AP Lit- Elements of fiction Flashcards

Terms Definitions
author's arrangement of incident in a story.
In medias res
beginning in the middle of the action (in the middle of things)
a scene or event from the past that appears in a narrative out of chronological order, to fill in information or explain something in the present
the background information necessary to understand a situation in the work
rising action
a complication that intensifies the situation
main struggle in the work
a suggestion of the future
the principal character in a work of fiction
the character who works against the protagonist in the story
the actions that keep the reader interested
the moment of greatest emotional tension
the discovering and fixing of the plot
untying of the knot
the methods by which the writer creates characters in his story so that it seems they real
dynamic character
A character who grows, learns, or changes as a result of the story's action
static character
a character that does not change from the beginning of the story to the end
helps to reveal character types by contrasting the distinctive qualities of other characters
flat character
a very 2-D character that is easy to read and understand
round character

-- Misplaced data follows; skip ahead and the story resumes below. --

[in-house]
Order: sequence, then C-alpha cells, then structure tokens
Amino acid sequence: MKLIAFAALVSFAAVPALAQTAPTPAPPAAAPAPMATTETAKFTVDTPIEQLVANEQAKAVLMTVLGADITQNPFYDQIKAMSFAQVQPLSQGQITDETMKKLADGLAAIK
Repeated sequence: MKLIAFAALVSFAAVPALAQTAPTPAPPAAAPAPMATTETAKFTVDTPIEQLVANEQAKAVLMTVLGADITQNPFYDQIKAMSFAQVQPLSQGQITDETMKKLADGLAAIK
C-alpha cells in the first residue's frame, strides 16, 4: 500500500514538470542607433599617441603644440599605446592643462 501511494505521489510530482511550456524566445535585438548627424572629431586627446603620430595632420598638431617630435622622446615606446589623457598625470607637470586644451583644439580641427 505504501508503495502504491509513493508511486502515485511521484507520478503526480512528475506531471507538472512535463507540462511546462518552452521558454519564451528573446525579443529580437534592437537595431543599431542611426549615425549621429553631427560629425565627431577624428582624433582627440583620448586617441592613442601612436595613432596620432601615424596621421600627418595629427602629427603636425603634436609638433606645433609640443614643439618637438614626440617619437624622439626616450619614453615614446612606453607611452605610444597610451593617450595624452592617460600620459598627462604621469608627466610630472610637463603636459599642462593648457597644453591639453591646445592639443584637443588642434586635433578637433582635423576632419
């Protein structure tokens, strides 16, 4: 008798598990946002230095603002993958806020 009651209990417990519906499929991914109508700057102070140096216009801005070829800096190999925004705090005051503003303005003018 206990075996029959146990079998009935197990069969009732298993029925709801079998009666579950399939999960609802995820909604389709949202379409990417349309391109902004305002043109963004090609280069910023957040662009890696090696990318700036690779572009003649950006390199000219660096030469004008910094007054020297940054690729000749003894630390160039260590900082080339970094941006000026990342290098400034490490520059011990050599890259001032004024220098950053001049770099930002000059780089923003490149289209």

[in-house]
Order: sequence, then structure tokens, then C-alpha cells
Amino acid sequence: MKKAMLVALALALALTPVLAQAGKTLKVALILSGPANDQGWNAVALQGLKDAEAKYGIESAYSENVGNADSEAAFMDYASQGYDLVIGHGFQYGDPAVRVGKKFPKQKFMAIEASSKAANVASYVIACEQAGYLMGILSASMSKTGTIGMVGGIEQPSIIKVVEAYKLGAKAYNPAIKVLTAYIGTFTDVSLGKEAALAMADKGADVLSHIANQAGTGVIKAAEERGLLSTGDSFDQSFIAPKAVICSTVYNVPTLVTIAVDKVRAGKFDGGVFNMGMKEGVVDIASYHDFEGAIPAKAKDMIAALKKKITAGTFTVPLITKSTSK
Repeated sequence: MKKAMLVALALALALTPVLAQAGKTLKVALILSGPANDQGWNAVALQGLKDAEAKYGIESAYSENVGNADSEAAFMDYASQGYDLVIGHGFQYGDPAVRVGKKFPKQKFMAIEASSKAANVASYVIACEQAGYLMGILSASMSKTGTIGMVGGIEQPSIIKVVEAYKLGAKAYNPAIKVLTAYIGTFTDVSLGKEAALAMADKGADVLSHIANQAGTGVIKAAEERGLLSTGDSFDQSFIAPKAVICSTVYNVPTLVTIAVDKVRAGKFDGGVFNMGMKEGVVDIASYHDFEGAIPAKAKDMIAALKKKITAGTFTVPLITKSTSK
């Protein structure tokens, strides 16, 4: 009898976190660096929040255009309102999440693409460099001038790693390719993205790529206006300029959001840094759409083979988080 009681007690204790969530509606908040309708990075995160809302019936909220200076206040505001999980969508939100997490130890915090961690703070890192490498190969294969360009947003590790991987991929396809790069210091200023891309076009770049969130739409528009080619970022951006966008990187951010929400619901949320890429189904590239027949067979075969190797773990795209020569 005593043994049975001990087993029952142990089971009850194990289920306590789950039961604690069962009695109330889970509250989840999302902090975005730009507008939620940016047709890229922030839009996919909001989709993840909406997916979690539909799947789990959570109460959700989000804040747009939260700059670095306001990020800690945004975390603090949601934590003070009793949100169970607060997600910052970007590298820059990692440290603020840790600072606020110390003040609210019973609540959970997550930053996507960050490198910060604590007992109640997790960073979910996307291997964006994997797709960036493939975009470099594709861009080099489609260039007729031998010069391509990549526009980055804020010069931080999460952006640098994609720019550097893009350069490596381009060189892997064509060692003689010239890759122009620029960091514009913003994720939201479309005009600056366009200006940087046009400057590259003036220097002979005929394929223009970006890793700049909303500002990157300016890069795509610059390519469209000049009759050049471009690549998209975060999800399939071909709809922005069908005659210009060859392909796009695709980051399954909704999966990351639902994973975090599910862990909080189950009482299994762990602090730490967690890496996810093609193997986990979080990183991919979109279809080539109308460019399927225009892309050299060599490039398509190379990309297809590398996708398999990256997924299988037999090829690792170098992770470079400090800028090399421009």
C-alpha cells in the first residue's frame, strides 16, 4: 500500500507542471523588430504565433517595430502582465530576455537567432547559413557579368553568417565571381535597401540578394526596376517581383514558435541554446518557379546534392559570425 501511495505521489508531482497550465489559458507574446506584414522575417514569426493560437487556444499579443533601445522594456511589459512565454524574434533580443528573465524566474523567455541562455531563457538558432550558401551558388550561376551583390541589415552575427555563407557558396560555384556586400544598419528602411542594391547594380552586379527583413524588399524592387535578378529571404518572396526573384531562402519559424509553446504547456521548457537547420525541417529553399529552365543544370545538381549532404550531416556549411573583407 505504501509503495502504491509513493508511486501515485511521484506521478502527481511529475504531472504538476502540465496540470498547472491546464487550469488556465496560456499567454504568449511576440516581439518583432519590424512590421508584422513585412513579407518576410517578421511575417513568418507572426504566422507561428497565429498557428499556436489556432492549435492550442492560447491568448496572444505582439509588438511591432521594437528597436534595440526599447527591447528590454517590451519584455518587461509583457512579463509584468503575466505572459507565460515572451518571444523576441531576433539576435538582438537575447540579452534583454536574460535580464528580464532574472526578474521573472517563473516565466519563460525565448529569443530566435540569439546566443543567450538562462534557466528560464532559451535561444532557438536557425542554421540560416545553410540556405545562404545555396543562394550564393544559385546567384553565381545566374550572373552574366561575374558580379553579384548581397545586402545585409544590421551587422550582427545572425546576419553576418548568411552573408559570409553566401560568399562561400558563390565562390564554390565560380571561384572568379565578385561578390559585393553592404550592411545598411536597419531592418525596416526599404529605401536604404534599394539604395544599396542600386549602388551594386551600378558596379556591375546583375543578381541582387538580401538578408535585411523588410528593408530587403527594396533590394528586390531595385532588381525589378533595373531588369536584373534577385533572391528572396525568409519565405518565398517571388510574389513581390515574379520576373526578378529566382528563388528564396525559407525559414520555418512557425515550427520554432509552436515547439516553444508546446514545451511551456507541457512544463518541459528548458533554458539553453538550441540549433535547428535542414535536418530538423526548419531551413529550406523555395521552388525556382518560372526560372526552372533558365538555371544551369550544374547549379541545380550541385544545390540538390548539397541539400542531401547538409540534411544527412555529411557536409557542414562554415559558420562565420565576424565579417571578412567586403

a complex character that requires more attention to detail
stock character
the stereotyped character in which he is immediately known from typical characters in history
the context in which the action of the story occurs
point of view
refers to who tells us the story and how it is told
omniscient narrator
a narrator who is able to know, see, and tell all, including the inner thoughts and feelings of the characters
limited omniscient narrator
more limited view. Reader sees only one view point or perspective
Stream of consciousness
takes the reader on a very deep train of thought through the main character
Objective point of view
a narrator who doesn't see into the minds of the characters
first person narrator
a narrator within the story who tells the story from the "I" perspective
unreliable narrator
narrator with different views from the author. can't be trusted
naive narrator
a youthful innocent narrator with little worldly experience
a person, object, or event that suggests more than its literal meaning
conventional symbols
symbols that are widley recognized by a society or culture
literary symbol
can include traditional, conventional, or public meanings, but it may also be established internally by the total context of the work in which it appears
when a character, object, or incident indicates a single fixed meaning
the central idea or meaning of a story
the distinctive manner in which a writer arranges words to achieve a particular effect
writer's choice of words
The attitude of the author toward the audience, events, and characters
a device that reveals a reality different from what appears to be true
verbal irony
a person says one thing but means another
verbal irony that is calculated to hurt ones feelings
situational irony
exists when there is an incongruity between what is expected to happen and what actually happens
dramatic irony
creates a discrepancy between what a character believes or says and what the reader understands to be true
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